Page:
WALI ALI: He said he offered to dedicate the poem “Saladin” to you but you declined.
REPS: I don't remember that. I don't remember. It might have been, but I totally don't remember it. I think the poem is not something that communicates to me clearly. My position is just as an individual to meet another individual and try to be as clear and as honest and helpful as possible to that other individual, whoever he is.
WALI ALI: I think [that] in line with your describing Murshid Sam as a Jewish prophet out of time; certainly he was preoccupied in his poetry and a lot of his thinking with the Holy Land and with somehow redeeming the prophecies of the Old Testament.
REPS: That was later in his life, not in his early life. That came along later as the Holy Land developed in their situation. That came later; that was an added attraction that came to him. He had an inner drive, an inner realization, and it was typically Hebraic; it wasn’t Islamic at all. And yet, as I said before, it’s the same thing. The Muslims, of course, killed the Sufis because they didn’t want anything better than what they had. There’s been a lot of difference there.
WALI ALI: This is a breath of fresh air. There are still organizational differences. As I say, a lot has come together, but a lot has not. And now the world is opening up to the Sufi Order; some with a more traditional setting coming in and doing things their own way. Inayat Khan presented a teaching that was universal and not wedded to any particular approach. But now I think … we made contacts … these people are of course connected with the Mevlevis; and we made contacts … there are Bektashi groups in the United States, there are Naqshibandis in the United States.
REPS: There are? Really!
WALI ALI: This is happening today.
REPS: People are desperate for wanting to know what to do, and so they grab hold of these inner teachings because it gives them something to do, rather than nothing. They can't just sit down and dream or smoke. They want some justification for their life, so they grab at all these inner teachings and say. "Oh, this is good because I feel it's good.” You see, we get so many of them and so many teachings, nobody will know which is which. (laughs) But it all comes back to me. I've got to be honest and simple and direct in my own life, and if I want an inner realization it's got to come out my integrity, not out of my knowledge and not out of my skill in inner life observations. And it's got to come with physical health and physical simplicity. And all of these characteristics you, particularly, have because you've got health and directness and happiness, and this is what I call Sufism. I don't call Sufism something that's initiated or that's secret or that's private or that has a private name, I call what you are Sufism. So stick to it!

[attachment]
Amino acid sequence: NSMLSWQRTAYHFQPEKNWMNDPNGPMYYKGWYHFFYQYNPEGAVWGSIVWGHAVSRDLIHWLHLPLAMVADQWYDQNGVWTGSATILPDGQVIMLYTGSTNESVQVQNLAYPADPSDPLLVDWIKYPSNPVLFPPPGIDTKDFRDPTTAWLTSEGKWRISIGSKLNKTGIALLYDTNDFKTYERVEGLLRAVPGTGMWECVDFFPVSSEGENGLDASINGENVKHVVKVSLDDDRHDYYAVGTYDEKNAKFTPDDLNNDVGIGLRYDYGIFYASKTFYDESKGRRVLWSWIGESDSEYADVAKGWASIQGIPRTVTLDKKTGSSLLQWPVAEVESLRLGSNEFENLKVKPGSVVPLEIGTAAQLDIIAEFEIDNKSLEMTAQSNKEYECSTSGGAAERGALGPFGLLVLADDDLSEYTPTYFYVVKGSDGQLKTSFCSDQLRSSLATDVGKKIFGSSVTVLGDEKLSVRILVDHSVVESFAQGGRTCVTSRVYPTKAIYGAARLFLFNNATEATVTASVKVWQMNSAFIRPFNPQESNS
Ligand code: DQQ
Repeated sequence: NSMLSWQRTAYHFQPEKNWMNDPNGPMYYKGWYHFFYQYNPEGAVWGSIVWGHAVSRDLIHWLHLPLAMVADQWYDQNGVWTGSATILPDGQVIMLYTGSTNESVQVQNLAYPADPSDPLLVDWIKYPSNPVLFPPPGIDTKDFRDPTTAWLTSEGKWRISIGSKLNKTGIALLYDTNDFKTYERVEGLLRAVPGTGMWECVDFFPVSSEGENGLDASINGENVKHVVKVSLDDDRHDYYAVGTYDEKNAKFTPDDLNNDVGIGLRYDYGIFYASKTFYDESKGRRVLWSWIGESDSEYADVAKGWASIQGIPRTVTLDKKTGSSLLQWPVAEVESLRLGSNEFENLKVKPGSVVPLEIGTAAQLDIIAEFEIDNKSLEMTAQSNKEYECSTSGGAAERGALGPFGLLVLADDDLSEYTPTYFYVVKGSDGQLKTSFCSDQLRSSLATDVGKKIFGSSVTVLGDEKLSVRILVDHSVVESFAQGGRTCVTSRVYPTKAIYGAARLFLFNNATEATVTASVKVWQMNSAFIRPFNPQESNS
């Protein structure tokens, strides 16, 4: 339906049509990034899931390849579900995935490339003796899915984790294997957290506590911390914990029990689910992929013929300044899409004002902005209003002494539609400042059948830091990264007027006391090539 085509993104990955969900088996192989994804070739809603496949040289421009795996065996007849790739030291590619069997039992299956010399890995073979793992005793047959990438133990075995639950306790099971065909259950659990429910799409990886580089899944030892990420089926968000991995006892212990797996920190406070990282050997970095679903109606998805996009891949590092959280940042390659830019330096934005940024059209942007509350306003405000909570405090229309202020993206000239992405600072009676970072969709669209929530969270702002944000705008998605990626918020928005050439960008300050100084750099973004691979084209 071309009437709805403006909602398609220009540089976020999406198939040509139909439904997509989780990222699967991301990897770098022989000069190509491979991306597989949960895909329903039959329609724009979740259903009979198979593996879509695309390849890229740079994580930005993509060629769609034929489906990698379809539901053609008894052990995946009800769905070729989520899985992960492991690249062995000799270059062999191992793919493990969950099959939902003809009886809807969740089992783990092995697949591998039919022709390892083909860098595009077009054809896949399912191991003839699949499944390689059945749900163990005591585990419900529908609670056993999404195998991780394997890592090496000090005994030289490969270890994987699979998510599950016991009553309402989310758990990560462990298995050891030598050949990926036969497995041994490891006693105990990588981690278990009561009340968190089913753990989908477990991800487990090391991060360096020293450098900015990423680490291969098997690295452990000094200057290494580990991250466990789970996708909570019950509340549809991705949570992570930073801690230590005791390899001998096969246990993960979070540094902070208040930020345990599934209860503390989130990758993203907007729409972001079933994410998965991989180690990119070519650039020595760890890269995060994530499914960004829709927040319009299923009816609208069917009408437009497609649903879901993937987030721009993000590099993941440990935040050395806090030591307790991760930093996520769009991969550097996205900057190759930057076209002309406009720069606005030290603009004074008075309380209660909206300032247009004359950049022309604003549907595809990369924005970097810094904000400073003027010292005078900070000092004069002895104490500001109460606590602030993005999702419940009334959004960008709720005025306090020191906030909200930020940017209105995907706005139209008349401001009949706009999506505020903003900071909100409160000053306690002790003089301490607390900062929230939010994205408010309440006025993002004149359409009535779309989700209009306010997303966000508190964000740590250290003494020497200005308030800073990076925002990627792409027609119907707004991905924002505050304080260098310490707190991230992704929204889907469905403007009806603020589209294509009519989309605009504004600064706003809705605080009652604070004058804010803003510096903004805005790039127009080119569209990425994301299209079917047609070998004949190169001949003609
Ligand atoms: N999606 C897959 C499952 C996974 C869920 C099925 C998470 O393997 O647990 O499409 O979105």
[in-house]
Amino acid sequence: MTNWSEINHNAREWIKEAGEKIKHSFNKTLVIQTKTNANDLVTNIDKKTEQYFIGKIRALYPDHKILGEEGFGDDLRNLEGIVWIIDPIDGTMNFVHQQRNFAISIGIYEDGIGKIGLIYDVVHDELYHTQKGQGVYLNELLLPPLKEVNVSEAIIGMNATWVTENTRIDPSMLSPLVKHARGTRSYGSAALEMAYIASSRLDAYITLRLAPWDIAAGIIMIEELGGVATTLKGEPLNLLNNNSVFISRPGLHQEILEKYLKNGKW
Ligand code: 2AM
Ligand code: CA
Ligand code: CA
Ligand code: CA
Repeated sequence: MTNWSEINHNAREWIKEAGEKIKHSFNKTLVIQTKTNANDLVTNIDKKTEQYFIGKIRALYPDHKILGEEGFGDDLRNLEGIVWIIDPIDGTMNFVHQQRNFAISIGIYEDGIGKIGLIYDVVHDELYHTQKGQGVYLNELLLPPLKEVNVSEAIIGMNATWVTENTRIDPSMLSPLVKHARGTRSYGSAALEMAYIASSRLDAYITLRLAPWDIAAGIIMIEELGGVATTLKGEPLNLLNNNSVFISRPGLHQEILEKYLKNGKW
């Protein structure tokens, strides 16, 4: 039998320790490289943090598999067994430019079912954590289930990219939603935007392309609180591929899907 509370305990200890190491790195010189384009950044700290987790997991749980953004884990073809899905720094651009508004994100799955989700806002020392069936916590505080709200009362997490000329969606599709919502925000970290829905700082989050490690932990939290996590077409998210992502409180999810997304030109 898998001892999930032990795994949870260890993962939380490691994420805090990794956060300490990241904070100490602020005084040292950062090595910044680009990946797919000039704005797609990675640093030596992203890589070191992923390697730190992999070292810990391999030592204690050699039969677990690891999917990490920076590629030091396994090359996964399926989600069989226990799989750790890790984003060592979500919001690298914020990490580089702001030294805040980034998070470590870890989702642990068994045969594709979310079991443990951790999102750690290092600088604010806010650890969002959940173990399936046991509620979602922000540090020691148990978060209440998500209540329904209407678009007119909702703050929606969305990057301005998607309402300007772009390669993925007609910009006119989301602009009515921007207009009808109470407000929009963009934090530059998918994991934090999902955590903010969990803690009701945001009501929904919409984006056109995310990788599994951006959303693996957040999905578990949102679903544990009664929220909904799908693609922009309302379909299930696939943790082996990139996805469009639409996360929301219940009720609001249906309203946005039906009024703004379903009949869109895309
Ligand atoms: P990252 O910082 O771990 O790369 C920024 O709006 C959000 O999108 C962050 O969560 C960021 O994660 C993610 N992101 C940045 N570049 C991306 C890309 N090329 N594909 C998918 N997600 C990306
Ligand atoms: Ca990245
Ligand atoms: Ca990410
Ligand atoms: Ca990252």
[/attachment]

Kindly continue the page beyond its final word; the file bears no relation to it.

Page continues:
WALI ALI: All right, I will! (laughs) Thank you.
WALI ALI: When you say this, then I have only to thank Murshid Sam Lewis and the grace of God … or whatever way you want to put it. Because he had something. And very often he had the habit of making the worst possible impression on people … and, let's say, someone like myself, I'm a Cancer, so I'm a little bit more receptive in a certain sense and thus feel the other person. But there was something behind him, even when he made a bad impression, there was some force; you mention this protective …
REPS: Yeah, that force was his intent; his intent was pure; his intent was very pure. He was going to do people good. And this pure intent showed through, and no matter [whether] he scolded or didn't scold, it was this pure intent that couldn't help [being] helpful. But people didn't see that.
WALI ALI: Finally, young people saw it, because they could see past the outside.
WALI ALI: I think that's it. Let's jump to another sphere, maybe the same sphere: Nyogen Senzaki.
REPS: I met him in San Francisco, introduced by Samuel Lewis, and he was judging a canary show, and there he was with these canaries … or guarding them. I knew him there slightly. Then he decided to move his Mentorgarten to Los Angeles. I was living in Los Angeles, so I was the first one who received him there, and from there he started his little meditation center which he called Mentorgarten, in Los Angeles, and continued until he passed away.
WALI ALI: You've seen the account of his meeting with Inayat Khan, that he wrote.
WALI ALI: Of course, when you get into the history of Buddhism you come into the same problems of ego assertion and organization on the one hand….
REPS: But Senzaki-san knew very well the hypocrisy of the Zen teachers in Japan who had secret wives and secretly got money from officiating at funerals and marriages and putting on the act of Zen instead of the actualization of Zen; and he would periodically scold them very strongly in his letters. And then the young man Soyen-san wrote him about joining a monastery and Senzaki-san said often it was all right to go into a Zen monastery but not to die there. Soyen-san went in and became the head of Engaku-ji monastery. He received me in Japan, as others did, and had a whole house there for my poems and a very friendly relationship. But he didn't agree with Senzaki that he should get out of the official life. After Senzaki-san died he asked permission to give up his temple and go and live the life of a Zen monk in Los Angeles; succeeding Senzaki-san. But they wouldn't give him that permission, so he didn't disobey them. So …